Lauryl glucoside

Lauryl Glucoside

What is lauryl glucoside? Discover how this ingredient is made, its safety record, and lauryl glucoside uses in Puracy products.
  • Derived from: coconut
  • Pronunciation: (\ˈlȯr-əl\ \ˈglü-kə-ˌsīd\)
  • Type: Naturally-derived

What Is Lauryl Glucoside?

Lauryl glucoside is a non-ionic surfactant and member of the alkyl glucoside family (e.g. coco glucoside, decyl glucoside) which are substances formed by mixing alcohols and sugar and/or glucose.[1]

This ingredient is usually sustainably sourced from palm kernel oil, corn sugar, or coconut.[2] It improves the cleansing process without stripping necessary moisture.

Note: Puracy only uses lauryl glucoside that's derived from coconut.

How Lauryl Glucoside Is Made

Commercial production of lauryl glucoside generally starts by mixing palm, corn, or coconut alcohol with either sugar, glucose, or a glucose polymer under acidic conditions.[3,4]

What Does Lauryl Glucoside Do?

Learn more about this ingredient’s applications and uses.

  • Skincare and Body Care

As a surfactant and cleansing agent, lauryl glucoside breaks surface tension so dirt and oil are lifted and washed away more easily.[1] This is a great reason that you can find lauryl glucoside in shampoo, face washes, bubble bath, body wash, and other personal care products. [5]

  • Dental Care

As a surfactant, lauryl glucoside has foaming qualities that make it an effective ingredient in toothpaste and tooth whitening products. 

  • Cosmetics

The ingredient is often used as a cleansing agent and surfactant in cosmetics, including makeup primer, eye makeup remover, BB creams, and eye cream.

Lauryl Glucoside Uses in Puracy Products

Instead of sulfates, Puracy uses lauryl glucoside as a surfactant and cleanser in many of our foaming products.

Is Lauryl Glucoside Safe?

Learn more about the ingredient’s safety when it comes to your health and the environment.

Common Concerns

  • Cancer: Low risk
  • Allergies and Immunotoxicity: Low risk
  • Development and Reproductive Toxicity: Low risk
  • Use Restrictions: Low

Health Safety

EWG has awarded lauryl glucoside a "1" safety rating for personal care products [5] and Whole Foods' Body Care Standards[6] list the ingredient as a suitable surfactant and cleanser. Further research shows that lauryl glucoside side effects rarely include skin irritation. [3,7]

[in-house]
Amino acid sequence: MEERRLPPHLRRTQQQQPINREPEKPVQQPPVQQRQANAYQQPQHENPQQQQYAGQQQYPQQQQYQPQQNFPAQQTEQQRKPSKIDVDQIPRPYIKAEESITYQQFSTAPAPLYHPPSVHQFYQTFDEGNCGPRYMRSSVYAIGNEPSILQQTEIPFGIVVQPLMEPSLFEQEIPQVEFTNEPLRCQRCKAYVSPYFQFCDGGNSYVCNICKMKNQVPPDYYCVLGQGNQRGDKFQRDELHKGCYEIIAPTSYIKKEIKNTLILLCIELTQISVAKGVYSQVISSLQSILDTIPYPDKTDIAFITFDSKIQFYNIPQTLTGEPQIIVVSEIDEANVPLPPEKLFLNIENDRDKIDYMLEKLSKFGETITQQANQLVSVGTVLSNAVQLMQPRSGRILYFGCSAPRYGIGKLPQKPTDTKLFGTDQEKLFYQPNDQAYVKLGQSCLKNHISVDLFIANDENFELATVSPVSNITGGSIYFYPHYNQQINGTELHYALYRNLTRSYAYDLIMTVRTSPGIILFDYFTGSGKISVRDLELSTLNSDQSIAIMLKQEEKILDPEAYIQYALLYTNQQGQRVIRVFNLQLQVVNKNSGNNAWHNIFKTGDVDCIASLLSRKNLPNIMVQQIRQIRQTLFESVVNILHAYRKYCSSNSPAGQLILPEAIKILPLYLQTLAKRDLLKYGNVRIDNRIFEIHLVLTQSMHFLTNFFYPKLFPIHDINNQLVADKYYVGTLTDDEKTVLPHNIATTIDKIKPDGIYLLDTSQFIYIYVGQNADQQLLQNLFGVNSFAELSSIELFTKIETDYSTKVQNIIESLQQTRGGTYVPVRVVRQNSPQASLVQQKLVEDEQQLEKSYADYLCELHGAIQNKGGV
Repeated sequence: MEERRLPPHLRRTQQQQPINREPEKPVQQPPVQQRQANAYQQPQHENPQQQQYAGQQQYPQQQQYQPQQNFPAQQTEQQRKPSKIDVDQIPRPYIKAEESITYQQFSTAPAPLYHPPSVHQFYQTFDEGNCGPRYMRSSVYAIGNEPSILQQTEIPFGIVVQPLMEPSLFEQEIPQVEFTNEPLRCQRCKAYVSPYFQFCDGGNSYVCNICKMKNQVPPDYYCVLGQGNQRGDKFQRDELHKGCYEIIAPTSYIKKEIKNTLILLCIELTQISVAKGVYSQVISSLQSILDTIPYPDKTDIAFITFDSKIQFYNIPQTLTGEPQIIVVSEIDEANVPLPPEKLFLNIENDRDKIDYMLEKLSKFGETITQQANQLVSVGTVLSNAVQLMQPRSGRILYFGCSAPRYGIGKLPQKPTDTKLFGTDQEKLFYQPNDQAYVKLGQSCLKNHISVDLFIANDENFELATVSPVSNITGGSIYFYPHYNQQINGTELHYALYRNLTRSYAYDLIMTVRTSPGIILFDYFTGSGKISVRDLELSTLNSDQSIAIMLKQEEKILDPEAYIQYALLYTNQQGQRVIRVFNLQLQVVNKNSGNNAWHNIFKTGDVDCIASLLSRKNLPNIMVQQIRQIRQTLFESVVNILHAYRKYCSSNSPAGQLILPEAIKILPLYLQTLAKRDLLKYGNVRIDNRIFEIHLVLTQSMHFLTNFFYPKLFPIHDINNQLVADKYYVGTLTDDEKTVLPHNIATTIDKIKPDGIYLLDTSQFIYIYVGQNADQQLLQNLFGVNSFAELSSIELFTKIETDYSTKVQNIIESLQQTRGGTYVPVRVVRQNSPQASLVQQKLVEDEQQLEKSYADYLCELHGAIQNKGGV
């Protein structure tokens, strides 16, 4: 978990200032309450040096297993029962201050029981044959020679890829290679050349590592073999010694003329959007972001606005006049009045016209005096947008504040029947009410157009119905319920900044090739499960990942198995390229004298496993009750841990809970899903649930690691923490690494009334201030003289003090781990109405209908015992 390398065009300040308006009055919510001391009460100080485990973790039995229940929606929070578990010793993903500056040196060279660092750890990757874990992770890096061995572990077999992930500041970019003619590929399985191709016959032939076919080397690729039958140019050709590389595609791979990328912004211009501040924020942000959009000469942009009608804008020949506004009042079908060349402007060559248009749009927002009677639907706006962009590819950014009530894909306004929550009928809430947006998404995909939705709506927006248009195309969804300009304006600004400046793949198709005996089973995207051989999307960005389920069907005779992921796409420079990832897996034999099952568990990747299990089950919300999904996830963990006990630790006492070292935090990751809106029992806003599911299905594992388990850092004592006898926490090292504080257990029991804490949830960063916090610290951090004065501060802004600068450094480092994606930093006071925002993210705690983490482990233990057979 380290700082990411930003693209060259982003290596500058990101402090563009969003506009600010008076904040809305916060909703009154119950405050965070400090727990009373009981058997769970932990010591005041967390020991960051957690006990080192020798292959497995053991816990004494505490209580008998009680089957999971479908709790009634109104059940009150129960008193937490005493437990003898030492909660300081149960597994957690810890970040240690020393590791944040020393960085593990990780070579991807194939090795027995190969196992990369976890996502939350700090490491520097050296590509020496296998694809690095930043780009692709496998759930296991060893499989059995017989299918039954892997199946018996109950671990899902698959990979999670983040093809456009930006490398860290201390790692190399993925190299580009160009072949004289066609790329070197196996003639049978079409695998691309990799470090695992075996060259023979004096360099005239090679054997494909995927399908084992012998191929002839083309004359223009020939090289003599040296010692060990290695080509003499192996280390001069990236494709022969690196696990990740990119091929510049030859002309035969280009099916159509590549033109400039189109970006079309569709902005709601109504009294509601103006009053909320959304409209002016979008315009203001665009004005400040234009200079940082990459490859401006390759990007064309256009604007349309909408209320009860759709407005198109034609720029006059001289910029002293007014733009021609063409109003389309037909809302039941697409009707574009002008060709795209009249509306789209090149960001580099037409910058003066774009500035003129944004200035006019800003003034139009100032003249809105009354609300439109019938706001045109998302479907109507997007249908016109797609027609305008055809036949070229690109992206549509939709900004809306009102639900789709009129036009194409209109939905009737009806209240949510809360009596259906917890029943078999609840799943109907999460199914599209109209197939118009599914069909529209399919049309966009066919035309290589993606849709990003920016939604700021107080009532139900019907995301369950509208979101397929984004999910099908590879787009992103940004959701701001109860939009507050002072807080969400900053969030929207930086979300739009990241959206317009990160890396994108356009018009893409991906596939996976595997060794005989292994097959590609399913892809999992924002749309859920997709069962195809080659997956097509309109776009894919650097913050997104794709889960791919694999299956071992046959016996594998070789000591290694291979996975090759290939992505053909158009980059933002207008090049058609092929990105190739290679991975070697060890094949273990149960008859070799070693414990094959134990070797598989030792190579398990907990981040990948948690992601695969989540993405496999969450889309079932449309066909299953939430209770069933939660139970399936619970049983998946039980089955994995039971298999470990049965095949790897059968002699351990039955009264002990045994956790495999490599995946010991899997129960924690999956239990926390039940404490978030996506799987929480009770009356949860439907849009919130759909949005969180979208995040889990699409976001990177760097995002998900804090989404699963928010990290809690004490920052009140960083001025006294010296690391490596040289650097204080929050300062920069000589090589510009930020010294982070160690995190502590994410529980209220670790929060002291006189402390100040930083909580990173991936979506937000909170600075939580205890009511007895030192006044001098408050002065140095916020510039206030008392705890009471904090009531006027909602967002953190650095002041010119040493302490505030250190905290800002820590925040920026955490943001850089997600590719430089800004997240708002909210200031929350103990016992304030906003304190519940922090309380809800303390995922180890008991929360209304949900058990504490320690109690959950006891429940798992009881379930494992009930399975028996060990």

As a mild surfactant, it is safe to use on your skin and is often included in products targeted towards sensitive skin. It is also safe for your hair, as it can effectively cleanse follicles without stripping them. In facial cleansers, a safe concentration is between 10-20%, while 15-30% is recommended for shampoos.

  • Lauryl Glucoside vs Other Surfactants

Compared to Sodium Lauryl Sulfate (SLS), which is derived from sulphuric acid, lauryl glucoside is derived from glucose, making it milder and non-irritating. As a foaming agent, lauryl glucoside's high viscosity makes it more stable, making it a safer alternative to decyl glucoside and coco glucoside, which often disappears quickly.

  • Environmental Impact

Lauryl glucoside is completely biodegradable and low potential for bioaccumulation.


[2] Derm Review
[3] Cosmetic Ingredient Review
[4] Ash, M., Ash, I. Handbook of Green Chemicals (2004) Synapse Info Resources
[5] Environmental Working Group
[6] Whole Foods Body Care Standards
[7] Corazza, M., et al., “Irritant and sensitizing potential of eight surfactants commonly used in skin cleansers: an evaluation of 105 patients.” Dermatitis. 2010:21(5);262-268

The 30 Days of Cleaning with Puracy